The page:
JEFFERSON CITY, Mo. – The Missouri Department of Revenue has agreed to a legislative demand to submit their practice of scanning of personal documents of Missourians before giving them driver’s licenses or conceal carry permits to the legislature for approval.
The Department beat at 10-day deadline laid out by leading Sen. Eric Schmitt, R-Glendale, by submitting to his demand that they come to the Joint Committee on Administrative Rules and begin the process of promulgating rules to propose to the committee, of which he is the chairman, for its approval.
“I am encouraged that the department has begun the process they should have engaged in before they started this program and I hope they intend on working with us to follow the law and submit to the rule-making process set forth in statute,” Schmitt said. “Right now, they do not have the authority statutorily, or from a rule for what they are doing. I look forward to reviewing their proposed language and how willing they are to follow the legal process. I expect something more formal in writing Monday, but I have noticed up the meeting so that either way everyone can see where we are.”
Schmitt’s office has noticed up a meeting of the Joint Committee on Administrative Rules Wednesday, May 1 at 8:30 a.m. in Senate Committee Room two. The agenda states the purpose as “Title 12 Department of Revenue Division 10 Director of Revenue Chapter 24 Driver License Bureau Rules Including, but not limited to, policies and procedures relating to issuance of driver licenses which require promulgation of rules pursuant to Chapter 536 RSMo.”
A source at the Department of Revenue who works directly with Acting Director John Mollenkamp told The Missouri Times under the condition of anonymity “it is not really a material concern so long as legislators are only doing public relations stunts, and when they tried to take it to another level last week they comically defunded the wrong programs, but JCAR is not something that can be ignored.”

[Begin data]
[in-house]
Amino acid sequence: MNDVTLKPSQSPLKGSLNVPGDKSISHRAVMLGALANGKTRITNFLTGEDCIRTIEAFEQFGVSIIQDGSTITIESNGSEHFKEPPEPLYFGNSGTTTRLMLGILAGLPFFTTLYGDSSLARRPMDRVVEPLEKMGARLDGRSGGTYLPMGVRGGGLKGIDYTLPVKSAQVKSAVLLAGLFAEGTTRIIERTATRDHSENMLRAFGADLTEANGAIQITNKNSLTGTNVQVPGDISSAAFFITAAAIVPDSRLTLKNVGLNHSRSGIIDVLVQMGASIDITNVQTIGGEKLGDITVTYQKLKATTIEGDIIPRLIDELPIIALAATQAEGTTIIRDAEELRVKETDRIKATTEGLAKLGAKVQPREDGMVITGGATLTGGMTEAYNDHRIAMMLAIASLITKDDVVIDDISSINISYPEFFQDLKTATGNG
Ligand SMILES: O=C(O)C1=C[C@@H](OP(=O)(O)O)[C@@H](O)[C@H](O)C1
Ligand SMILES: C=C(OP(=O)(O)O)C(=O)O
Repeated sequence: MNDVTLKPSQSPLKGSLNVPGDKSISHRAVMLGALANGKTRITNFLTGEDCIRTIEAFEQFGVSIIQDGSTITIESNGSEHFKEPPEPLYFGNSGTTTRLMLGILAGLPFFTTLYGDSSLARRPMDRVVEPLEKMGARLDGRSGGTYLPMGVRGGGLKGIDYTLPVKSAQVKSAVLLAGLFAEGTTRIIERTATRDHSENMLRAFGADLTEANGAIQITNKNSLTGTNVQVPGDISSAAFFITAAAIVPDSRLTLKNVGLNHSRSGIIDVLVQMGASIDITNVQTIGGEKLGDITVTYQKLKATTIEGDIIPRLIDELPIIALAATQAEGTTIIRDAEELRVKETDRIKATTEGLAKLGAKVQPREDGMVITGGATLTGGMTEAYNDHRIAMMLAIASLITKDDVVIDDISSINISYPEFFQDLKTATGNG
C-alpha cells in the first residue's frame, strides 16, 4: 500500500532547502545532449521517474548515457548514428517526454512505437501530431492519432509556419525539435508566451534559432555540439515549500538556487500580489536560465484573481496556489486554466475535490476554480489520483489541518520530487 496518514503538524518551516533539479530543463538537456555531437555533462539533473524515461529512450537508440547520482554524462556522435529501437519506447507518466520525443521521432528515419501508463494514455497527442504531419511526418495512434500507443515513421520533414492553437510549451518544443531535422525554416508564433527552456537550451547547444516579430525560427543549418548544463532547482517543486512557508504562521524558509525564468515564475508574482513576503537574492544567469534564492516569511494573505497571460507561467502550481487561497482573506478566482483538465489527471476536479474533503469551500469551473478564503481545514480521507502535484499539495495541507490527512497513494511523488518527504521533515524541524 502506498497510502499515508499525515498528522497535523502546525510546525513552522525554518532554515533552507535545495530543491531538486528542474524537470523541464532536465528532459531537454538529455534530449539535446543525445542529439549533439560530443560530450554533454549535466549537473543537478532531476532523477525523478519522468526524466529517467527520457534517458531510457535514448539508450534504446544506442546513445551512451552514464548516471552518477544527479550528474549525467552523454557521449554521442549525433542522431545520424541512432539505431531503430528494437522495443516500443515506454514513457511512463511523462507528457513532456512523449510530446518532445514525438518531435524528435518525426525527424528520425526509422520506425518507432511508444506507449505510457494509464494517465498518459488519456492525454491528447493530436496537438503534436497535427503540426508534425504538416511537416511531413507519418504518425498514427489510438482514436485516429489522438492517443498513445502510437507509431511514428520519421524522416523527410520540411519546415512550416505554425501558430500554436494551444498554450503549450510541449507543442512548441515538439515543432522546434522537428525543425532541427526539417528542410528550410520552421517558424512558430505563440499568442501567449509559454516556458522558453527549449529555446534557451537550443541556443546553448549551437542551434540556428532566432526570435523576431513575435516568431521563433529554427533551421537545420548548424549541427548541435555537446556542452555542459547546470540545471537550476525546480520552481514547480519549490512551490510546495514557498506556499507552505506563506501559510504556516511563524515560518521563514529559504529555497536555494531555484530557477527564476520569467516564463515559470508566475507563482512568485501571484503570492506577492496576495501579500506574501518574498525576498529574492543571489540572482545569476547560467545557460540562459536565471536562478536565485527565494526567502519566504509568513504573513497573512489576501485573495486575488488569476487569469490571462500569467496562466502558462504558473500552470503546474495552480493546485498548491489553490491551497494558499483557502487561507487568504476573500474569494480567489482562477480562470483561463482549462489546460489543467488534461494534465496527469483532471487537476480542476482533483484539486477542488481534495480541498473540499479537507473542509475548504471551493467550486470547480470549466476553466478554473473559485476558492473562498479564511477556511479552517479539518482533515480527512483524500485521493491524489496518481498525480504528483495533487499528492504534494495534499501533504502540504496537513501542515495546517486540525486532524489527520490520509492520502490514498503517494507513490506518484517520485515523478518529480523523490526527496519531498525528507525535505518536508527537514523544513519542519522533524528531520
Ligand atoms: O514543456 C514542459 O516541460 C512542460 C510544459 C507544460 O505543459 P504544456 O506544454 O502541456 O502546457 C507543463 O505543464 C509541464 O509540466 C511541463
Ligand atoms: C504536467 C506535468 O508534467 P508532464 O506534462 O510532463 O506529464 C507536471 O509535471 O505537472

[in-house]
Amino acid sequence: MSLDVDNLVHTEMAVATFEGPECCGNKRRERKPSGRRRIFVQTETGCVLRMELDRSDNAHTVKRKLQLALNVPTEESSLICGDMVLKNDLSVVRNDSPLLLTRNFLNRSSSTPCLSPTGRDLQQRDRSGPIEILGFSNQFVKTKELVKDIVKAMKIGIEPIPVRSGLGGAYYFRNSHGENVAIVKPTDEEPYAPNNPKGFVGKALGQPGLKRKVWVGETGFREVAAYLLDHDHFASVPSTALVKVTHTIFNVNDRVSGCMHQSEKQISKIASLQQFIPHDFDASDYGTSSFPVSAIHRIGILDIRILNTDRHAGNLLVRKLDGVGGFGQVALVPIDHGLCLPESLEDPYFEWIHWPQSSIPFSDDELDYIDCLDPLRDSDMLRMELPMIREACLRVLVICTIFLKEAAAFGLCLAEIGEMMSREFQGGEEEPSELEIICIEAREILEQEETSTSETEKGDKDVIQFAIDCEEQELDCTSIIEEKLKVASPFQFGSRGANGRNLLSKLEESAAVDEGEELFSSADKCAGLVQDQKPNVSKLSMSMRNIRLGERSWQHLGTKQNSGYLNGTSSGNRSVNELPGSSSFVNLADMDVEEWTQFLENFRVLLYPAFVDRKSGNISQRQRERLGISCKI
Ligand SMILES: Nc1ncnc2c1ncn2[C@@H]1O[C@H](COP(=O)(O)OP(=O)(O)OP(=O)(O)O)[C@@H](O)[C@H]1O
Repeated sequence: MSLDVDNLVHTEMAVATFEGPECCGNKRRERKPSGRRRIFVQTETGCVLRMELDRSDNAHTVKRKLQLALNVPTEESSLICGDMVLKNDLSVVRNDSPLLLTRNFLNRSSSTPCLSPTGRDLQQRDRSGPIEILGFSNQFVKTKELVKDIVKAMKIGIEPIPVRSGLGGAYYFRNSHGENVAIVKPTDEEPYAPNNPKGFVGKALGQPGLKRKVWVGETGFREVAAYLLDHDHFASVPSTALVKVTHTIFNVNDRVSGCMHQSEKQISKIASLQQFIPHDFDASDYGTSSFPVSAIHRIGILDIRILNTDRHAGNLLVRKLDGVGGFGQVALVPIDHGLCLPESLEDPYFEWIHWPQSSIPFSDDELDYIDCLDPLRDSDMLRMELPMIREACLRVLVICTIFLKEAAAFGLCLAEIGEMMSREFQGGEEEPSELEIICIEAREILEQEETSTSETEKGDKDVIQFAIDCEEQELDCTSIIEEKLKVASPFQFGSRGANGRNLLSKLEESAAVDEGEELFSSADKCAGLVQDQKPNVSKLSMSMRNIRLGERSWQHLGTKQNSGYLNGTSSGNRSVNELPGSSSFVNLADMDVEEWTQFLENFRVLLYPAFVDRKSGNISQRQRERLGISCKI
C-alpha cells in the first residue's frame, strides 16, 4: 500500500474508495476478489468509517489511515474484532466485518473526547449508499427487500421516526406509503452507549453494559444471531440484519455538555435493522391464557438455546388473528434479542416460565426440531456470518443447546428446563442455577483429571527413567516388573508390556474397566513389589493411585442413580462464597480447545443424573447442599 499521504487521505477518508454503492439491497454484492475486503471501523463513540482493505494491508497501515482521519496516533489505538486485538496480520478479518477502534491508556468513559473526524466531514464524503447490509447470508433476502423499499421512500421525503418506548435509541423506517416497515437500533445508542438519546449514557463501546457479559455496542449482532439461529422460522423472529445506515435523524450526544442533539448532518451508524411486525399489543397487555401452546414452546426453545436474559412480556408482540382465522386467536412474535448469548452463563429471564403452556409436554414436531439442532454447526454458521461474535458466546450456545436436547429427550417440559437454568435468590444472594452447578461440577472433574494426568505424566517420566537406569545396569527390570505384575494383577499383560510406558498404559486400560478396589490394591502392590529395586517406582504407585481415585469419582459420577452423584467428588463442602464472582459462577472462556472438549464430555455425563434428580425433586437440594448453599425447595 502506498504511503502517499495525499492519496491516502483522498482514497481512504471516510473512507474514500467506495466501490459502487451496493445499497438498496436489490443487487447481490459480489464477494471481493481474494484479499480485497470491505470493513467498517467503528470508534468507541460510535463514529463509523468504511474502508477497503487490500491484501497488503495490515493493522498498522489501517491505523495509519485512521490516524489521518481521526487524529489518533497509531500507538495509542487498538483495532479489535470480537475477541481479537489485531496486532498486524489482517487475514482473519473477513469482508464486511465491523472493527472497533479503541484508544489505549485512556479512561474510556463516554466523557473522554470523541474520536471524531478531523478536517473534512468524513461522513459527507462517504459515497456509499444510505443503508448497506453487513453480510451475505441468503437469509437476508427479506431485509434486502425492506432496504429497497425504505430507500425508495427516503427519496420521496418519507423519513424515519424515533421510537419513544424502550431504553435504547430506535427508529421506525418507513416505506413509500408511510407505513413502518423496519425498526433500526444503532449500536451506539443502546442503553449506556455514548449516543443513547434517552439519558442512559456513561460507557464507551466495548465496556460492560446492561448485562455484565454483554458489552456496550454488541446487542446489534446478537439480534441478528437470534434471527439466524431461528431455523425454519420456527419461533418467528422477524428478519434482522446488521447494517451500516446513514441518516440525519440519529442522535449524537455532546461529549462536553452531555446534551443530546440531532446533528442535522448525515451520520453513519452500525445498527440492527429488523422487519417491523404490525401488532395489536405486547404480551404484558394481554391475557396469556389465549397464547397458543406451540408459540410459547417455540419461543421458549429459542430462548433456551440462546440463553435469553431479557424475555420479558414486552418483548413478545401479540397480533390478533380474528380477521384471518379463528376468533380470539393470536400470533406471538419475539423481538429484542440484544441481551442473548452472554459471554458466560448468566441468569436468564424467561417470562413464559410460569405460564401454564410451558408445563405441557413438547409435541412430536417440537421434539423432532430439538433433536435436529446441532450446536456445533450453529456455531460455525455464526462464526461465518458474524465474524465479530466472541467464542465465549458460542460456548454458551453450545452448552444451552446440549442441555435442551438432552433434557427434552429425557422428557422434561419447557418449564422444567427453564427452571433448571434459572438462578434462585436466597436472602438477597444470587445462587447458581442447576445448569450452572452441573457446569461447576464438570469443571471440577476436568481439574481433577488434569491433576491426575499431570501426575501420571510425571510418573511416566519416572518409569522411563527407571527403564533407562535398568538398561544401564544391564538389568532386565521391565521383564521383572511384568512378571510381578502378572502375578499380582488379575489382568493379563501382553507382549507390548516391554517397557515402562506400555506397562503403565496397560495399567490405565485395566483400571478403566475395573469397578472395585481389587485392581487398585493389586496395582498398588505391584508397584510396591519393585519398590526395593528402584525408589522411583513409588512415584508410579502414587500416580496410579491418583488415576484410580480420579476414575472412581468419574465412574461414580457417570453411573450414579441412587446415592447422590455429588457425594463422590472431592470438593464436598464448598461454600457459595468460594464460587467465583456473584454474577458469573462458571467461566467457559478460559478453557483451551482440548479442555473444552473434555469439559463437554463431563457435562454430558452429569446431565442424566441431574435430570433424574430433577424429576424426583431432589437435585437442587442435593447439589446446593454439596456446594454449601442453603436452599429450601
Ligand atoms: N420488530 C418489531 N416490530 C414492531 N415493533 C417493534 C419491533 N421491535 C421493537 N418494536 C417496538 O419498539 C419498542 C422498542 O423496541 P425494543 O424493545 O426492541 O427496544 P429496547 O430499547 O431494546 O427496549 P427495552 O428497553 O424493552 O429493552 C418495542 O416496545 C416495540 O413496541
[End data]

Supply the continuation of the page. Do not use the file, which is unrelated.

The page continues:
“The rulemaking process contains important safeguards for the public. Citizens have a right to comment on rules that will seriously affect them. The department ignored that right,” Schmitt said. “Equally disturbing is that the General Assembly was completely kept in the dark, preventing us from vetting this new policy, a critical part of representing the people’s interests.”
Last month, a Stoddard County resident filed a lawsuit against DOR alleging the department had scanned and collected the citizen’s private information as part of a new policy for renewing or receiving a driver’s license or concealed carry permit.
In response, the Senate launched an investigation into the accusations. Recent developments have shown the Department did not follow the rule-making process in implementing the new policy, a potential violation of state law.
“In recent weeks, we’ve seen a troubling trend of state departments willfully circumventing the law and purposefully deceiving the public and the General Assembly,” Schmitt said. “The Department of Education and Secondary Education has taken it upon itself to decide the distribution of the education formula funds, DOR implemented a policy in direct violation of state law, and now we discovered that the Highway Patrol has twice now given a list of nearly all concealed carry permit holders in Missouri to the federal government, also in violation of Missouri law. This cannot continue.”
Schmitt said he fears the trust of Missourians in their state government is on the line.
“This could fundamentally change how people view our state agencies,” he added. “It is critical we move quickly to address this issue and ensure our departments follow the laws set by the people’s elected officials.”
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